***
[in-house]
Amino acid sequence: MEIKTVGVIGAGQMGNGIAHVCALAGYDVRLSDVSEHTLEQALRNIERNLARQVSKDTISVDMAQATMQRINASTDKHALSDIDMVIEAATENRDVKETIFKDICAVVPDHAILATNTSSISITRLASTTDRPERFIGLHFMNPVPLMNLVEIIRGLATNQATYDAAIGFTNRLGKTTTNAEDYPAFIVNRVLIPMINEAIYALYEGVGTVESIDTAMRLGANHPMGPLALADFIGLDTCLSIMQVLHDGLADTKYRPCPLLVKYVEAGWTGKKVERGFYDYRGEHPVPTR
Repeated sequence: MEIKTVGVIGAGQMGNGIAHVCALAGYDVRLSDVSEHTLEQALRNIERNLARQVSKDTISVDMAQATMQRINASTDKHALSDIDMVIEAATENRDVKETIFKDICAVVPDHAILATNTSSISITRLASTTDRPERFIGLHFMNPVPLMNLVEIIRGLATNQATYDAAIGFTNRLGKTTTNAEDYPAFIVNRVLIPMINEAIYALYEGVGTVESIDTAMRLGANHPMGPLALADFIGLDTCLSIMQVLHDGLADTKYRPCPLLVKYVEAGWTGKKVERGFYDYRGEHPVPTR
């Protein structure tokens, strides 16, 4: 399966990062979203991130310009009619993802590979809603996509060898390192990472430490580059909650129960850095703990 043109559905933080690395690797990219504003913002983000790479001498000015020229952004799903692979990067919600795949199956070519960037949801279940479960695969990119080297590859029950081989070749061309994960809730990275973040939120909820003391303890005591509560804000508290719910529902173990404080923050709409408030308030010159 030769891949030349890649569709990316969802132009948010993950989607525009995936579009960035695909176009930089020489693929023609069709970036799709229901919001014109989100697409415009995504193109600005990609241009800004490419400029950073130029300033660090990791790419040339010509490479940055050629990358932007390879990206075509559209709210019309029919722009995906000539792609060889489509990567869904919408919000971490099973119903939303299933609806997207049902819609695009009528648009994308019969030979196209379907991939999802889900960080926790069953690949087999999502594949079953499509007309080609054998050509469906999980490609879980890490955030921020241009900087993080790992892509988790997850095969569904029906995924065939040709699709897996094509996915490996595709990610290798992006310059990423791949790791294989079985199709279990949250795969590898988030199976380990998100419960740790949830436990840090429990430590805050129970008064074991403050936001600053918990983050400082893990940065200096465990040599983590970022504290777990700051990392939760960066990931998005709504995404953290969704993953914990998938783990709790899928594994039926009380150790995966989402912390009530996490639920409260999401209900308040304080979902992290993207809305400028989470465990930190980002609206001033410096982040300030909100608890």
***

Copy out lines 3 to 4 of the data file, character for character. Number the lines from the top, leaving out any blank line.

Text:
Repeated sequence: MEIKTVGVIGAGQMGNGIAHVCALAGYDVRLSDVSEHTLEQALRNIERNLARQVSKDTISVDMAQATMQRINASTDKHALSDIDMVIEAATENRDVKETIFKDICAVVPDHAILATNTSSISITRLASTTDRPERFIGLHFMNPVPLMNLVEIIRGLATNQATYDAAIGFTNRLGKTTTNAEDYPAFIVNRVLIPMINEAIYALYEGVGTVESIDTAMRLGANHPMGPLALADFIGLDTCLSIMQVLHDGLADTKYRPCPLLVKYVEAGWTGKKVERGFYDYRGEHPVPTR
């Protein structure tokens, strides 16, 4: 399966990062979203991130310009009619993802590979809603996509060898390192990472430490580059909650129960850095703990 043109559905933080690395690797990219504003913002983000790479001498000015020229952004799903692979990067919600795949199956070519960037949801279940479960695969990119080297590859029950081989070749061309994960809730990275973040939120909820003391303890005591509560804000508290719910529902173990404080923050709409408030308030010159 030769891949030349890649569709990316969802132009948010993950989607525009995936579009960035695909176009930089020489693929023609069709970036799709229901919001014109989100697409415009995504193109600005990609241009800004490419400029950073130029300033660090990791790419040339010509490479940055050629990358932007390879990206075509559209709210019309029919722009995906000539792609060889489509990567869904919408919000971490099973119903939303299933609806997207049902819609695009009528648009994308019969030979196209379907991939999802889900960080926790069953690949087999999502594949079953499509007309080609054998050509469906999980490609879980890490955030921020241009900087993080790992892509988790997850095969569904029906995924065939040709699709897996094509996915490996595709990610290798992006310059990423791949790791294989079985199709279990949250795969590898988030199976380990998100419960740790949830436990840090429990430590805050129970008064074991403050936001600053918990983050400082893990940065200096465990040599983590970022504290777990700051990392939760960066990931998005709504995404953290969704993953914990998938783990709790899928594994039926009380150790995966989402912390009530996490639920409260999401209900308040304080979902992290993207809305400028989470465990930190980002609206001033410096982040300030909100608890």